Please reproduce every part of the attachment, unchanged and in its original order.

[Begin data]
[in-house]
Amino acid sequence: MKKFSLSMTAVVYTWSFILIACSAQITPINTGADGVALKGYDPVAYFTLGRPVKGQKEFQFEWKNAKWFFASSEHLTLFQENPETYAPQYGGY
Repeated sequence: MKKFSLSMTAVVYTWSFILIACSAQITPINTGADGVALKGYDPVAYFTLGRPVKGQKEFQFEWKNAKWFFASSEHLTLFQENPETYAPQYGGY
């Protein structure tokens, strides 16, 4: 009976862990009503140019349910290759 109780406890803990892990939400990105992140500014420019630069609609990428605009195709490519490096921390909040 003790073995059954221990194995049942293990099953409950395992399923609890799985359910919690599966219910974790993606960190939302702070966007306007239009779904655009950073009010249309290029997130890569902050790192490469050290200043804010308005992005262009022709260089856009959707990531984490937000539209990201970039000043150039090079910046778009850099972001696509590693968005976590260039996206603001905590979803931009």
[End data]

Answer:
[in-house]
Amino acid sequence: MKKFSLSMTAVVYTWSFILIACSAQITPINTGADGVALKGYDPVAYFTLGRPVKGQKEFQFEWKNAKWFFASSEHLTLFQENPETYAPQYGGY
Repeated sequence: MKKFSLSMTAVVYTWSFILIACSAQITPINTGADGVALKGYDPVAYFTLGRPVKGQKEFQFEWKNAKWFFASSEHLTLFQENPETYAPQYGGY
């Protein structure tokens, strides 16, 4: 009976862990009503140019349910290759 109780406890803990892990939400990105992140500014420019630069609609990428605009195709490519490096921390909040 003790073995059954221990194995049942293990099953409950395992399923609890799985359910919690599966219910974790993606960190939302702070966007306007239009779904655009950073009010249309290029997130890569902050790192490469050290200043804010308005992005262009022709260089856009959707990531984490937000539209990201970039000043150039090079910046778009850099972001696509590693968005976590260039996206603001905590979803931009």